Safeway Director of Communications, Kevin Hawkins, did not ‘pull any punches’ during a recent lecture to The Society of Food Hygiene Technology. He was talking about the food industry, the media and the prospects for change post-foot and mouth, and attacked both the government and the media for scare mongering and trying to apportion blame irrespective of the facts. The annual Lecture was attended by more than 250 members and guests of the Society at the Hotel Intercontinental, London.

Of the media he said that its relationship with the food industry post-GM and BSE had become increasingly adversarial so that foot and mouth had occurred in a context where conflict was already established.

The perception was that power was being abused: the power the big supermarkets and suppliers had over farmers; the power that big supermarkets are said to have over consumers and their ability to drive small business out of business, restricting choice and subsequently boiling up into what was called “rip off Britain”; and the power that the battalions of the food industry and the agro-chemical industry are alleged to have over the way agriculture is conducted and the impact of intensive agriculture on the environment.

“All this focused on the high cost of so-called cheap food and all these strings came together in the early days of foot and mouth,” he said.

Lists of so-called comparable items were used to say that UK prices were the most expensive, whilst ignoring the impact of exchange rates and the underlying accounting conventions. “Was it coincidence that the Office of Fair Trading launched an enquiry into the profits of the big four supermarkets within two weeks of the FT carrying the comparative story or, a political directive?” he asked. This focus changed, however, when the Prime Minister made his famous ‘arm lock’ speech, triggering a spate of anti-supermarket headlines.

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The Director of the OFT said he was not confident that excess profits were not being made and referred it to the Commission where a comparative study found no evidence of supermarkets hyping up their margins.

The Commission was sympathetic to suppliers’ complaints and talked about a climate of fear existing amongst the ranks of some suppliers. The upshot was the introduction of a Code of Practice.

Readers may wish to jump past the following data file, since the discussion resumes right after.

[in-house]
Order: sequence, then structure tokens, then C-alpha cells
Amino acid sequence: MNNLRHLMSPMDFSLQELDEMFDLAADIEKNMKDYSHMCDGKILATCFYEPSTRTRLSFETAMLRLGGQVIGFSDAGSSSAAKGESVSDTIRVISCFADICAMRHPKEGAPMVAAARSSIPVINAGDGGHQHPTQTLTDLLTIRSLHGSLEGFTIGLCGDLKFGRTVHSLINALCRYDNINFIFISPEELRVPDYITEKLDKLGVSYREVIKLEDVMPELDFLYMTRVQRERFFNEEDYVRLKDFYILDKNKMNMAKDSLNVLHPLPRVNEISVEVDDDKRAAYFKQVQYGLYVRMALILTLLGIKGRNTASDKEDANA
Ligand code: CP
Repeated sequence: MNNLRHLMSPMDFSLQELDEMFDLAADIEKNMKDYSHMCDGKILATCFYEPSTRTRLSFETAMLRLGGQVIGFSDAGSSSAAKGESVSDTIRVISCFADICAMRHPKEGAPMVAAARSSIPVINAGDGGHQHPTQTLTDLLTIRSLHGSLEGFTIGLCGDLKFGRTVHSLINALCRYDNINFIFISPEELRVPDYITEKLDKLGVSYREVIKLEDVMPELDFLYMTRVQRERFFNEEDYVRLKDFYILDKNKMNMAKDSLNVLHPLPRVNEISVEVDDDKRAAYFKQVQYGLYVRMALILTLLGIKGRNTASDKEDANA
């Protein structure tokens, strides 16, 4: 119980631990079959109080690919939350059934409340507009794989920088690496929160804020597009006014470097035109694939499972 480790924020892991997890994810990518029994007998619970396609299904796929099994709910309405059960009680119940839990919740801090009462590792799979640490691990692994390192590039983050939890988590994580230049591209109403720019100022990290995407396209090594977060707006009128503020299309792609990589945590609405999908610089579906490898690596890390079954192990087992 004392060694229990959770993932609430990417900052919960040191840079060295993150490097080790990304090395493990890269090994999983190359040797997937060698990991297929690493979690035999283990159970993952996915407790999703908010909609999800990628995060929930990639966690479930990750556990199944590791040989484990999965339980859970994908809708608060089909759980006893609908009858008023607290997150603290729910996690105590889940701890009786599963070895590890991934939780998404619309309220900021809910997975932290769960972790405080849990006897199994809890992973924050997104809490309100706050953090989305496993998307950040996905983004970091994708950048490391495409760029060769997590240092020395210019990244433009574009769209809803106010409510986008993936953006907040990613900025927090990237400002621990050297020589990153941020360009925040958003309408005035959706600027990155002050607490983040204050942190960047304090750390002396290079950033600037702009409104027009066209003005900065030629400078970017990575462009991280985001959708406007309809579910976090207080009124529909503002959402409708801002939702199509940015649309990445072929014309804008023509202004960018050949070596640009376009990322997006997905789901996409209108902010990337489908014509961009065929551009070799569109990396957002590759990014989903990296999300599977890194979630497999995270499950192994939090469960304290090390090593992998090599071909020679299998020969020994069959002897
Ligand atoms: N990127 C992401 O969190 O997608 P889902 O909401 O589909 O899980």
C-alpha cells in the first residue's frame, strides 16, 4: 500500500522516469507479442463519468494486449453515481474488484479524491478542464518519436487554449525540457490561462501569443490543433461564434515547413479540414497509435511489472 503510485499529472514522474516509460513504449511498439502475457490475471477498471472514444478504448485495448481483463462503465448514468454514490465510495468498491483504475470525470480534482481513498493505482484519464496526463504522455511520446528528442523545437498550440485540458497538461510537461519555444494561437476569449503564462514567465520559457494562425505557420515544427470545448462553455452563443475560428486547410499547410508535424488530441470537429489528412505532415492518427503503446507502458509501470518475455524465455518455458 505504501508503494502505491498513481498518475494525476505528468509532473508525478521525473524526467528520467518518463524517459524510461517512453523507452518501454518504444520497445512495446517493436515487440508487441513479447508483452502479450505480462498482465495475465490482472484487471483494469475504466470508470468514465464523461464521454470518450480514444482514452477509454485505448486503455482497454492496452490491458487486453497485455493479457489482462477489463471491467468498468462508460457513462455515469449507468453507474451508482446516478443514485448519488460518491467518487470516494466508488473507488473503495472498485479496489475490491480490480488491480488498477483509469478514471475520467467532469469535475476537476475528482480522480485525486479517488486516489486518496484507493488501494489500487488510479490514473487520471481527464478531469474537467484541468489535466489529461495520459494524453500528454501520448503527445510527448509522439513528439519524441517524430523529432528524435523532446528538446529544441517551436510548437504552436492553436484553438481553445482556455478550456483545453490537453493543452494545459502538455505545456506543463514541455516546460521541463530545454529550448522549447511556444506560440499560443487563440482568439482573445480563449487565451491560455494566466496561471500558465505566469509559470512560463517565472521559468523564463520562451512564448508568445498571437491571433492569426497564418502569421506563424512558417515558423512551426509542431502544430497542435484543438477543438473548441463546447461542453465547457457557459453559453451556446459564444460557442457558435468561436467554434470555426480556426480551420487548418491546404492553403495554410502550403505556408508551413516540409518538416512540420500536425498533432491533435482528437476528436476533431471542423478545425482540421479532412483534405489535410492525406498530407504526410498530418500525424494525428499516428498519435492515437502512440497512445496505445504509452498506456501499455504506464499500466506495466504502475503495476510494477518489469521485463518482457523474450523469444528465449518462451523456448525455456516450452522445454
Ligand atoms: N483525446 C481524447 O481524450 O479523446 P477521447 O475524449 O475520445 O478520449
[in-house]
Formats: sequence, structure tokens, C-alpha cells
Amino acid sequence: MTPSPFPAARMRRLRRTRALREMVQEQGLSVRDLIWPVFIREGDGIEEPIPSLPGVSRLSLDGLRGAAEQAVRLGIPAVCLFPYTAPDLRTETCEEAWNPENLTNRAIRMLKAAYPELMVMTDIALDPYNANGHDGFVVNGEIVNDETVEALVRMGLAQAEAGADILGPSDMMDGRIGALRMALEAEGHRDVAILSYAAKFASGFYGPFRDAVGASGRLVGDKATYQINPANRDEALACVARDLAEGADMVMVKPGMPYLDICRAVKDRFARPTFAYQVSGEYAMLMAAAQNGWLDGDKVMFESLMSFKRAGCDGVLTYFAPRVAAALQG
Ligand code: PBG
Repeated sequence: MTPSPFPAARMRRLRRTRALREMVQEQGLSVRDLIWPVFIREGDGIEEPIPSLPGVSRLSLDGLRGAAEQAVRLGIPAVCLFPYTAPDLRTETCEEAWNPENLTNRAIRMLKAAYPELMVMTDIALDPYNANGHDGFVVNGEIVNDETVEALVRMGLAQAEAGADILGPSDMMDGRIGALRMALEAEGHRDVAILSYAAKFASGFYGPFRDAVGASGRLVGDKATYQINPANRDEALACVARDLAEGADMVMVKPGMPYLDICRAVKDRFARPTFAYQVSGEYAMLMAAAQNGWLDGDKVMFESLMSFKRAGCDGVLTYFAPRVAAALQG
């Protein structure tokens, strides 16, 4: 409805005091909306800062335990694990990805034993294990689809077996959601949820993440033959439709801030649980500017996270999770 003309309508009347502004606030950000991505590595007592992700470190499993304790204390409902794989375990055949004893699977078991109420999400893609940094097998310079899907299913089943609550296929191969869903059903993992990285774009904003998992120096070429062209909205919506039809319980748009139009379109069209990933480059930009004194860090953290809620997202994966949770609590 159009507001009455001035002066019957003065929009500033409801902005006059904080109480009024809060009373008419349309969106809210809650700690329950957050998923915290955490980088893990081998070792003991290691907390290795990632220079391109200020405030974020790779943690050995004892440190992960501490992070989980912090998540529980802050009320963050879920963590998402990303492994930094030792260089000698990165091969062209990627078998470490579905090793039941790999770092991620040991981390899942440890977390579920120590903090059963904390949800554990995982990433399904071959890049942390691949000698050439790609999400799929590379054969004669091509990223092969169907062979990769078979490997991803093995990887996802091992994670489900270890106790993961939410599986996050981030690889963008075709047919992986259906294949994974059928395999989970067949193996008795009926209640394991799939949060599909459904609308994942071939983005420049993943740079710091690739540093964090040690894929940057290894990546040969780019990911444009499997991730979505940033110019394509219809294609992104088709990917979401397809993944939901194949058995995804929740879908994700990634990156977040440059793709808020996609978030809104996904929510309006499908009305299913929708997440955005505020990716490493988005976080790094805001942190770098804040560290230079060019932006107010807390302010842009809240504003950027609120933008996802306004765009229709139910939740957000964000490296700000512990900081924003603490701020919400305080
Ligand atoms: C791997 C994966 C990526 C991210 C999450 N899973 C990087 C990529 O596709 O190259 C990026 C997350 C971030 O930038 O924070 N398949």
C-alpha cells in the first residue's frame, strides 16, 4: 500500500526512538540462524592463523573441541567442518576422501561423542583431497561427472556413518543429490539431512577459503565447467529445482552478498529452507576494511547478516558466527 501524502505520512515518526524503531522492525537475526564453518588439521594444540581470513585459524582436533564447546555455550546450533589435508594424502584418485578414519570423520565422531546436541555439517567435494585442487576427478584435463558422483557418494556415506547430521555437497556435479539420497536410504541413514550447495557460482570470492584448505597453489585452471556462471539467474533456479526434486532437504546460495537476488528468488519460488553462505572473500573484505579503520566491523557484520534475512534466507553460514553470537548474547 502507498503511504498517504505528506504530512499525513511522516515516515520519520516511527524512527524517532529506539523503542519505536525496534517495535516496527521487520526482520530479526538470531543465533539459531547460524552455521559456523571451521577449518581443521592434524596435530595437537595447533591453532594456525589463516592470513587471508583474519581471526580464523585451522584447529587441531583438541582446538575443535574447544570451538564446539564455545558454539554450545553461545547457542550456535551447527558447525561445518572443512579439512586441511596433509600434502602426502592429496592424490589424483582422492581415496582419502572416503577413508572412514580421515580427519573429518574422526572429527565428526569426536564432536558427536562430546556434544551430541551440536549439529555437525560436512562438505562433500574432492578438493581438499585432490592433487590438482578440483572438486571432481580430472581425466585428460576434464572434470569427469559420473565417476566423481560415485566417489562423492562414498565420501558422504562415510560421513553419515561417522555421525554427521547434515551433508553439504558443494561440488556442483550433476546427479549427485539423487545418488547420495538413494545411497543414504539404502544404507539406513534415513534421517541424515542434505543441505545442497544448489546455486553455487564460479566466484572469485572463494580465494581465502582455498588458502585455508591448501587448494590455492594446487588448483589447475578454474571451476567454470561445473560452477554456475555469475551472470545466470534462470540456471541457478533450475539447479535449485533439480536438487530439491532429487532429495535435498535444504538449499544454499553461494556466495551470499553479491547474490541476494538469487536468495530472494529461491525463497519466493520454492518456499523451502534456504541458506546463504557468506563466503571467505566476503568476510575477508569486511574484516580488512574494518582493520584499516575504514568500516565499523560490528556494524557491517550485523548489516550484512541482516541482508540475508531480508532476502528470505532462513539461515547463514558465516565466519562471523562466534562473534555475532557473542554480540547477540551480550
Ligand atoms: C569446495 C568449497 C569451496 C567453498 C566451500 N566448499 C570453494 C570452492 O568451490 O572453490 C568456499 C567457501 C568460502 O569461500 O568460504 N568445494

A survey undertaken by the Commission to assess what the consumer thought, however, showed that 80% felt that supermarkets gave good value or excellent value for money. It was not what the Government wanted to hear, suggested Mr Hawkins. The report was not going to vindicate its anti-supermarket stance. “Then 10 days before the publication of the Commission’s Report, came a little example in the art of spin,” he said.

The Observer ran a story in two parts, both with very emotional headlines. Two other newspapers carried the story the following day, with the Daily Mail taking a “Making a Killing” approach and The Guardian taking a more balanced view pointing out that it was an embarrassing defeat for the Government’s ‘rip off Britain’ campaign.

Attention was then turned to the media’s handling of foot and mouth which, said Mr Hawkins, initially focused on issues such as cost to industry, keeping out of the countryside and the possible shortage of meat. This changed when the Prime Minister made his ‘arm lock’ speech.

Hard on the heels of this speech came a rash of profiteering allegations, “crude in the extreme,” said Mr Hawkins. The suggestion was that the price of meat in the supermarkets was increasing because the market was anticipating a shortage of meat. Prices were going up, therefore supermarkets must be taking advantage to fatten margins.

The BBC followed the same agenda with Watchdog screening a one-hour special, presenting the programme in similar terms.

After the first week, the focus turned to the Government and relevant issues such as why had action not been taken to close down the disgraceful farm at Heddon-on-the-Water? Why were the controls on food imports so lax and why couldn’t vaccination be tried?

The issue of food miles also came out of foot and mouth, with supermarkets accused of dragging animals from one end of the country to another. “This will be a bigger problem in the future,” he said, “because there will be fewer, bigger but more efficient abattoirs which may well mean that animals will travel longer distances between the farm and the processor.”

He also talked about the decline in farm incomes and the lack of farm investment. “The only way forward is to encourage farmers to co-operate and pool their resources, to enter into long-term supply contracts for an assured market, possibly, for a guaranteed minimum price, and to move towards a more collective approach.

“The Government in its turn wants to reduce spending on agriculture and it certainly does not want an action replay of foot and mouth.

“As far as the supermarkets are concerned, they are still regarded as the main driving force behind cheap food and intensive agriculture, and the outcome of the Commission’s enquiry and the debate on foot and mouth is best regarded as a verdict of non-proven,” he said.

The Society of Food Hygiene Technology